Kennet Oberly’s choreography for Mozart’s Requiem opened with a single dancer, Rachel Willis, entering in silence and kneeling with head bowed.

As the majestic music began, 11 other dancers entered in lines, and formed a wedge with Willis at its point.

Pulled in and out of the group by unseen forces, the dancers portrayed struggle with shaking hands and physical tension, while Willis floated and reached out, evoking both supplication and hope.

A large and enthusiastic audience, having braved torrential rains to attend the show at the Merrill Auditorium on Tuesday, was amply rewarded by a glorious, deeply moving performance by Portland Ballet Company and the Choral Art Society with a quartet of guest soloists from the Portland Symphony Orchestra.

Oberly, a guest freelance choreographer, could have gone in many directions with the Requiem, and he avoided many potential pitfalls. He did not choose to create his own story line, overriding the clearly set story of the piece (a requiem is a funeral Mass). Nor did he try to interpret that story line itself: no funeral was acted out, and few of the words of the chorus were literally envisioned on stage. In the opposite direction, he didn’t place bland, kaleidoscopic patterns as an abstract illustration of the chorus and orchestra.

Instead, he combined a non-specific spiritual interpretation of this sacred piece with a purely musical response to its structural and emotional nuances. His approach was equally respectful, humble and beautifully authoritative, with unerringly sensitive musicality and gentle emotion. The choreography was strikingly rich, with shades of so many sources (notably Balanchine and Tharp, with hints of the Grecian shapes of early modern dance and the delicacy of historical dance — perhaps the minuet, Mozart’s own favorite) that, ultimately, it had its own unique style and purity.

The movement echoed the music subtly. When the quartet sang, a quartet danced, with quickly changing interlocks as the singers’ voices intertwined. When the chorus and instruments performed in counterpoint, Oberly wove together contrasting movement from different dancers just as Mozart placed majestic declaration over rippling glissando. The overall shape of the composition honored the recurrent themes of the music and the requiem Mass’ structure.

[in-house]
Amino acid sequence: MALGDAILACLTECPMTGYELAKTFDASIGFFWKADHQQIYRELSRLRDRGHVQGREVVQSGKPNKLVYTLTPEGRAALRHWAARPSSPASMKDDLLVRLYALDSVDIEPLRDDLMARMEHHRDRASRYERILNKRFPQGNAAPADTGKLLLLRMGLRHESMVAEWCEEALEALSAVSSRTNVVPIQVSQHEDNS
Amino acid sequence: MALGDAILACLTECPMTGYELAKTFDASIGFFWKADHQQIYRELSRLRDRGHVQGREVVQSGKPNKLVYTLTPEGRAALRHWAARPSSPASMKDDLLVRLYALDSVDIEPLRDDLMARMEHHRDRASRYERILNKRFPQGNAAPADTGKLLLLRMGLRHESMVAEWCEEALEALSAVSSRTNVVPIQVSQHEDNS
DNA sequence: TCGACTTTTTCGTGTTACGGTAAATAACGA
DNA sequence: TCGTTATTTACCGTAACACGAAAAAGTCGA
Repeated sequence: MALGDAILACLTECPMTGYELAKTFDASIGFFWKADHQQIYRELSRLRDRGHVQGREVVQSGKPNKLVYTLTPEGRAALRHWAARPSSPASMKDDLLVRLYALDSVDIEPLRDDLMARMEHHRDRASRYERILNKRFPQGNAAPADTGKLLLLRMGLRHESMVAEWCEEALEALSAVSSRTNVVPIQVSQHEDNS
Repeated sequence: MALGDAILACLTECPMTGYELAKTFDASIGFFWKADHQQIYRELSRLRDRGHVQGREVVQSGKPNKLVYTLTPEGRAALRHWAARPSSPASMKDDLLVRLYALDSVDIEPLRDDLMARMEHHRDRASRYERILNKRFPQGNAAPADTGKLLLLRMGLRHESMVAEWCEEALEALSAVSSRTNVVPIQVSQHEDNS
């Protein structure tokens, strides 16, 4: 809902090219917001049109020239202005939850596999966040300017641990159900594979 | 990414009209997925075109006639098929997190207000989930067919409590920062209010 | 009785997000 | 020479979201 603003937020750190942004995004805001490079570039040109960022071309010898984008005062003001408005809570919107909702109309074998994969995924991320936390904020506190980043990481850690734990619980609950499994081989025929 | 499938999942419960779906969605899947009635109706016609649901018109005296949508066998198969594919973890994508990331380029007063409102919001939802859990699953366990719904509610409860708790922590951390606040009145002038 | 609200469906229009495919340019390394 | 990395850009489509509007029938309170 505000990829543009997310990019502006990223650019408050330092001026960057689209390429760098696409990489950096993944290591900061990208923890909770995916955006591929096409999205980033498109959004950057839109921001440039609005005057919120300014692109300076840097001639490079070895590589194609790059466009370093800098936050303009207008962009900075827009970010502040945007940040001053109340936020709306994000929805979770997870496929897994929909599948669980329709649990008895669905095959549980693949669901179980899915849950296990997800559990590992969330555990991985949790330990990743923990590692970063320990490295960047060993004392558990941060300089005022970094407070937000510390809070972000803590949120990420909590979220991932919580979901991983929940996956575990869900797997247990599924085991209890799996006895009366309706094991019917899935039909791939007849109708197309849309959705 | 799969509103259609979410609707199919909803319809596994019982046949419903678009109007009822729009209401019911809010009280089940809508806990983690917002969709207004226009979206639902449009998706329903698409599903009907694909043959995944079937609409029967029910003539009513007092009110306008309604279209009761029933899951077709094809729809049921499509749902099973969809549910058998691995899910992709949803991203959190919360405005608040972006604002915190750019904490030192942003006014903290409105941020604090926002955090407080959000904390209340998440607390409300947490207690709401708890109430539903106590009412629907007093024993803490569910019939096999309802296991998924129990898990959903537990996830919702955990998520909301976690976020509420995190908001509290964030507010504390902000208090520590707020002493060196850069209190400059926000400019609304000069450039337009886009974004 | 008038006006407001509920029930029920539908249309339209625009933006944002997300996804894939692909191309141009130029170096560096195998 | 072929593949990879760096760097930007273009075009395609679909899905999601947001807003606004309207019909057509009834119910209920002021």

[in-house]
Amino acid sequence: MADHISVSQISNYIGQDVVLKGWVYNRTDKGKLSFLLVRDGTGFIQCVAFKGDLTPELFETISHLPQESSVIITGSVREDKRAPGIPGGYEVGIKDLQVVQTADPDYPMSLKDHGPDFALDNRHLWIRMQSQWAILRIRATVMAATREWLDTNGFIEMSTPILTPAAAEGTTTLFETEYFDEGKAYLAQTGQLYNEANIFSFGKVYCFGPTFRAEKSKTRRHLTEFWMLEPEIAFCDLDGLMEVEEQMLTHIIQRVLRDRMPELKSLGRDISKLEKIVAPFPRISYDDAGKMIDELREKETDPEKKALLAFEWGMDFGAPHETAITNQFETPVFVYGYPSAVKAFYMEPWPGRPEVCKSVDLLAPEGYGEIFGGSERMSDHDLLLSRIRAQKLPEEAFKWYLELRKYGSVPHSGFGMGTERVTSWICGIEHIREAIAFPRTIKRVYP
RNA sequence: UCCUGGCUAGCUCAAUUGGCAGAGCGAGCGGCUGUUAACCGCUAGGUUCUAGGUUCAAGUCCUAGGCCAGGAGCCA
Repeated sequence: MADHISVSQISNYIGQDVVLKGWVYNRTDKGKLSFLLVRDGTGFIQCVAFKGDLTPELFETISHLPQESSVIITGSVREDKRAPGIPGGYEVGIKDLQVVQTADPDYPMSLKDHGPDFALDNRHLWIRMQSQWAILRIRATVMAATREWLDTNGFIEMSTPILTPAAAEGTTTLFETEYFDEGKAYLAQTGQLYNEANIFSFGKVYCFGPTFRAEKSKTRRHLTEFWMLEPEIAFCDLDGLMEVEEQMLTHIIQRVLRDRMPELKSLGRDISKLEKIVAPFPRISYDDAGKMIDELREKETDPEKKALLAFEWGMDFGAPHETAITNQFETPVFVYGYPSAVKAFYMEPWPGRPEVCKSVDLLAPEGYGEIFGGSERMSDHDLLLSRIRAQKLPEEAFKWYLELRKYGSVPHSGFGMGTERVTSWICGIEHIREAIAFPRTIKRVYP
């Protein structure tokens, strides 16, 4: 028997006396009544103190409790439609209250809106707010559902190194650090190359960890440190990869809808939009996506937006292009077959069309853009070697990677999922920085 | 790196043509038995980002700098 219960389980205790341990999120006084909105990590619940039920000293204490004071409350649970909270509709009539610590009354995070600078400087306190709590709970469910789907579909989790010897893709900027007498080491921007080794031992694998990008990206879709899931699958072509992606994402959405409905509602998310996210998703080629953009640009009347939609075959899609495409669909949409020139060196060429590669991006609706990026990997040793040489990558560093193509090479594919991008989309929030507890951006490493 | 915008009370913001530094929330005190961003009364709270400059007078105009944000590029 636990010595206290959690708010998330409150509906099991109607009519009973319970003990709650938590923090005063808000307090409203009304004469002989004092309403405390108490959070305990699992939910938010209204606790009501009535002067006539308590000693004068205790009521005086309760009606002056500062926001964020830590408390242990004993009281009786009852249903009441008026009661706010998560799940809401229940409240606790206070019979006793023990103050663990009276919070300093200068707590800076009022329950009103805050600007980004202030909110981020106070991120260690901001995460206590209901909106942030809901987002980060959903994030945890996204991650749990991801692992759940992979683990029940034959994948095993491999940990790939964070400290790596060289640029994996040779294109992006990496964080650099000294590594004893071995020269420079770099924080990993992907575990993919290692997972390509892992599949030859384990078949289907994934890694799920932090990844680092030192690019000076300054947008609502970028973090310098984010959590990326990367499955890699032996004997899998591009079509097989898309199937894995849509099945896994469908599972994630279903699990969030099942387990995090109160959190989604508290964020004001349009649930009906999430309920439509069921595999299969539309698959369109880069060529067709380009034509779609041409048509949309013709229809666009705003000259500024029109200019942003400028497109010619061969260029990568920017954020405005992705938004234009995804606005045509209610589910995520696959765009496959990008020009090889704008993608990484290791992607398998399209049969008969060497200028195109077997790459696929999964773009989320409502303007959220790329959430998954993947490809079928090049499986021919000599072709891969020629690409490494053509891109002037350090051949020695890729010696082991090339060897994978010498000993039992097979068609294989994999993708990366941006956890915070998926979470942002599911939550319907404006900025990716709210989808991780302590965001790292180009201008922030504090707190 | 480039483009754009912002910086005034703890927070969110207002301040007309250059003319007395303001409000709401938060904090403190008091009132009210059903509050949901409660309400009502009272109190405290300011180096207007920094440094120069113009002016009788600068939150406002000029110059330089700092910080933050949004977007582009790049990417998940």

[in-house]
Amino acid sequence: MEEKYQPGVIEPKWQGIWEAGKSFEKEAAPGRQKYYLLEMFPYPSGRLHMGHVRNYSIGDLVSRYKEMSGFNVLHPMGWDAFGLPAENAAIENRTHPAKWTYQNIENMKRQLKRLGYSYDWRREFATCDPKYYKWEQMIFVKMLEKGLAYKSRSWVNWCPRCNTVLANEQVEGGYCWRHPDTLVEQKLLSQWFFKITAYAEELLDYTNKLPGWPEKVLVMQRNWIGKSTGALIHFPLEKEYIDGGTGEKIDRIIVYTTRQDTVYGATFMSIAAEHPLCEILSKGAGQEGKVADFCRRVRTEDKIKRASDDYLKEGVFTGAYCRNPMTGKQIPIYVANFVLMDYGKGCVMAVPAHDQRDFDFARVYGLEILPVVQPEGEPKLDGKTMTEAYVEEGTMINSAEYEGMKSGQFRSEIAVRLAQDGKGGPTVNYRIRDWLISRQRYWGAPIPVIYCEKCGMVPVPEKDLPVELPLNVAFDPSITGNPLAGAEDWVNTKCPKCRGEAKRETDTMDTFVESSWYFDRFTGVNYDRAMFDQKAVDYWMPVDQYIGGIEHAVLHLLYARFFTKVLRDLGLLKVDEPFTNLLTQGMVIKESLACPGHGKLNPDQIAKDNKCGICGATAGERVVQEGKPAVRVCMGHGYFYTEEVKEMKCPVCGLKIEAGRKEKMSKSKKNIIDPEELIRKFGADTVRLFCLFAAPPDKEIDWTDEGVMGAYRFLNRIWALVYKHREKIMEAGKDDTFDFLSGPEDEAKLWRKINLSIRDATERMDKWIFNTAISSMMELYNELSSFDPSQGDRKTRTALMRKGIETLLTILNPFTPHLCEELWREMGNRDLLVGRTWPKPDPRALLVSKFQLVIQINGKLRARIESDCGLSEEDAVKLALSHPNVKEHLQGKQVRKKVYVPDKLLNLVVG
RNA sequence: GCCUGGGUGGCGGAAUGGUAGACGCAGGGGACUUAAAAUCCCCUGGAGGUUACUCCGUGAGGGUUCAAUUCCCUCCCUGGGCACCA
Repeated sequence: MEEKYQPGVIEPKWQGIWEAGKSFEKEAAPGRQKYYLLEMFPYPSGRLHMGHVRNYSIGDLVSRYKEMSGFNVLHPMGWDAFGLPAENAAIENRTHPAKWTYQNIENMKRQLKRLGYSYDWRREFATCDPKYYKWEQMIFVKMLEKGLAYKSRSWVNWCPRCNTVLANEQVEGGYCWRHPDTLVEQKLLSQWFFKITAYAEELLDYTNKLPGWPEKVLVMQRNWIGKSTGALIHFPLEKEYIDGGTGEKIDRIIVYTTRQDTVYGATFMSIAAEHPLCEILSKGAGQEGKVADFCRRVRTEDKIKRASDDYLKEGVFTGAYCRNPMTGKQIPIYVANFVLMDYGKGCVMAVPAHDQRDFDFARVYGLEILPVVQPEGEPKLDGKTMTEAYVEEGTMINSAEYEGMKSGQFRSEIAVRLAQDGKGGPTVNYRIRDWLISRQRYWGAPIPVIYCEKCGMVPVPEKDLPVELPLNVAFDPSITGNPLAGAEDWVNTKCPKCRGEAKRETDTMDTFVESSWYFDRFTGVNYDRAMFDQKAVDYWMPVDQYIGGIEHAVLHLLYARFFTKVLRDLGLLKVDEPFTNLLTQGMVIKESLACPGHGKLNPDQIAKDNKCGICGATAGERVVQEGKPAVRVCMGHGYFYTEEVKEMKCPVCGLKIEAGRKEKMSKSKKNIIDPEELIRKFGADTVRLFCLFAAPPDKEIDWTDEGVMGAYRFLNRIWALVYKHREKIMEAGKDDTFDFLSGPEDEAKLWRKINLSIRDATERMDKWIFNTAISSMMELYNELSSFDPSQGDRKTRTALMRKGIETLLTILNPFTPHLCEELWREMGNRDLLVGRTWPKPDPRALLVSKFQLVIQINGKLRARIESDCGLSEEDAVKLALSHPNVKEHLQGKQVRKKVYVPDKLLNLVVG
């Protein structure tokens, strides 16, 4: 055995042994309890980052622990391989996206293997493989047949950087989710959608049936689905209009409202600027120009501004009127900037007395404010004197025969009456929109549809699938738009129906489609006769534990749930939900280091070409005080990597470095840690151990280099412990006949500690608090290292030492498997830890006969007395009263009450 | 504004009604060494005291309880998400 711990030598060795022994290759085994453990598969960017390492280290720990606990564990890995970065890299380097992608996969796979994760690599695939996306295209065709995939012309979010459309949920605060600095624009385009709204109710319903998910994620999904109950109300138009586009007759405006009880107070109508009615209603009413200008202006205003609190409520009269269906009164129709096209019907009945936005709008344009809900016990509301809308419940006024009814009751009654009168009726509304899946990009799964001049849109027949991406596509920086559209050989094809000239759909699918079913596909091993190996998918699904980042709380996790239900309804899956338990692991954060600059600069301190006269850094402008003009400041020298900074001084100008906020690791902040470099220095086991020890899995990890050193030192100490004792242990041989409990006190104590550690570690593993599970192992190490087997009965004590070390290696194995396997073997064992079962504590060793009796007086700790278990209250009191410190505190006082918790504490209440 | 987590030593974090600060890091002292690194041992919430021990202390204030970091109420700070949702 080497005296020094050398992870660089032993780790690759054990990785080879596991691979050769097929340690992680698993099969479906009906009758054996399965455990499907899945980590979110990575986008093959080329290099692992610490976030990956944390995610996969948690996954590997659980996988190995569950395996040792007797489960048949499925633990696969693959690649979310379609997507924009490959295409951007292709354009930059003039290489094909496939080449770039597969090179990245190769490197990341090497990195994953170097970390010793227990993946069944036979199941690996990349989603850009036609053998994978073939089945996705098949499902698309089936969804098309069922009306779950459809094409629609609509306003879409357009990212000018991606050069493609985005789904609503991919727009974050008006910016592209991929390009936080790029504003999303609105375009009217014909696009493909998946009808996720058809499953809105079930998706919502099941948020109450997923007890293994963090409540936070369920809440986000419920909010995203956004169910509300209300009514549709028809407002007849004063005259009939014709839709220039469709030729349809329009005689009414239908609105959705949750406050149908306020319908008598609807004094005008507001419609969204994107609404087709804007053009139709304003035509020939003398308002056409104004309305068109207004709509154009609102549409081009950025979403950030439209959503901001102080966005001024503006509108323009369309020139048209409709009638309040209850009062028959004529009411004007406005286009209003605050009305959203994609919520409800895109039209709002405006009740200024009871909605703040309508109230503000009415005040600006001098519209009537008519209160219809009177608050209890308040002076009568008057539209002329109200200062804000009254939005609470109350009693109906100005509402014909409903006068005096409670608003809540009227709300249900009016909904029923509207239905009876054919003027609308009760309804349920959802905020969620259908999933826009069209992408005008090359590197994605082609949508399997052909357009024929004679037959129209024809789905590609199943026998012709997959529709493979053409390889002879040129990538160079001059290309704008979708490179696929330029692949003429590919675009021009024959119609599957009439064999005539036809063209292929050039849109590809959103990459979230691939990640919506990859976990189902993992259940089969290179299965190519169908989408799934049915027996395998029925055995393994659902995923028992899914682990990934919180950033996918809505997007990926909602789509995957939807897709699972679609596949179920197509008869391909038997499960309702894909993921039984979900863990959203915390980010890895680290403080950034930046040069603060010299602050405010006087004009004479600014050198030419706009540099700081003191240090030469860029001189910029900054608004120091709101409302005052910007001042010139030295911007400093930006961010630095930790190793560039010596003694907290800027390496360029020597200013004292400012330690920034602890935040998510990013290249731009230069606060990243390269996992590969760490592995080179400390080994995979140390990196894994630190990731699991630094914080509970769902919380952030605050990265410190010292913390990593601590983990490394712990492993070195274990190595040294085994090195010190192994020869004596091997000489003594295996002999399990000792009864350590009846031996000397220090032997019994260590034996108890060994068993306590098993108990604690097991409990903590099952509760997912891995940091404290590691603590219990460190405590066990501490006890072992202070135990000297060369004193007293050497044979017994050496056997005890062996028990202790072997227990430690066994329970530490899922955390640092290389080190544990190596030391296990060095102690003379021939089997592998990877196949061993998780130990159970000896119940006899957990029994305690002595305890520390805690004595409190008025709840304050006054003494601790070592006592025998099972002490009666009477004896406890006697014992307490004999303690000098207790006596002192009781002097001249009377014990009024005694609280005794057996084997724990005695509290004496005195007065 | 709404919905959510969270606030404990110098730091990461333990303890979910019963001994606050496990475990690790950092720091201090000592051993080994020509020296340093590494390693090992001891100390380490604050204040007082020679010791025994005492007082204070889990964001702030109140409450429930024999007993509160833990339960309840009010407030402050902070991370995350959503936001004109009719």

The spiritual message of the Requiem was evoked with equal subtlety. In the “Dies irae” (day of anger) passage of the Sequentia, there were gestures and poses of anguish, and the movement volume rose in leaps, rolls and stamped feet. As the music progressed to its conclusion in the Communio, the sweeping movements of previous passages showed increasing lightness, and the dancers’ faces seemed to glow as the chorus sang about eternal light.

Perhaps it goes without saying, considering the superb direction of Robert Russell, that the chorus and orchestra performed the Requiem with outstanding skill and precise interpretation. The choral soloists — soprano Ashley Emerson, mezzo-soprano Teresa Herold, tenor Steven Caldicott Wilson and baritone Aaron Engebreth — were strong and well balanced. Emerson’s and Herold’s voices were complementary in tone, so that their brief duets had the quality of a single voice singing two parts. As a quartet, the four voices had striking depth.

The chorus performed beautifully, with excellent coordination despite being split onto the two sides of the stage to accommodate the dancing. The small orchestra was in similar form.

Trombonist Nickolas Orovich’s solo in the “Tuba mirum” passage of the Sequentia was haunting and musically true. With the alto and bass trombones, he achieved a good balance with their corresponding vocal parts throughout Mozart’s signature trombone-voice doubling.

The Requiem is not a vehicle for star turns, and the singers’ obvious virtuosity (most noticeably Emerson, of the Metropolitan Opera) was the basis for their contribution to the texture of the whole, not an opportunity to highlight an individual talent.

Similarly, individual dancers were featured but in a manner complementary to the chorus of dancers.

Willis, who is especially adept at interpreting contemporary movement with emotional investment, was both strong and ethereal in her brief solos and recurring quartet with Megan Buckley, Andrea Lucas and Morgan Sanborn. In the Lacrimosa, Hannah Wallace showed outstanding control, dramatic depth and smooth shifts of tempo and form.

As a group, these dancers have never performed with greater artistry and expertise, and they seemed genuinely swept away in the musical moment. Oberly, who created the work on these individual dancers, brought out their best (with important assistance from Nell Shipman, the PBC principal dancer who directed rehearsals from Oberly’s initial choreography to his return last week).

What is possibly most remarkable about Tuesday’s magnificent performance is that the dancers, chorus and orchestra were brought all together for only one day of joint rehearsals. Russell’s and Oberly’s visions of the piece — and the performers’ versatility and adaptability — made the artistic conversation appear completely natural. It is strongly to be hoped that they will repeat this performance in the future.

Jennifer Brewer is a freelance writer, teacher, musician and dancer who lives in Saco.

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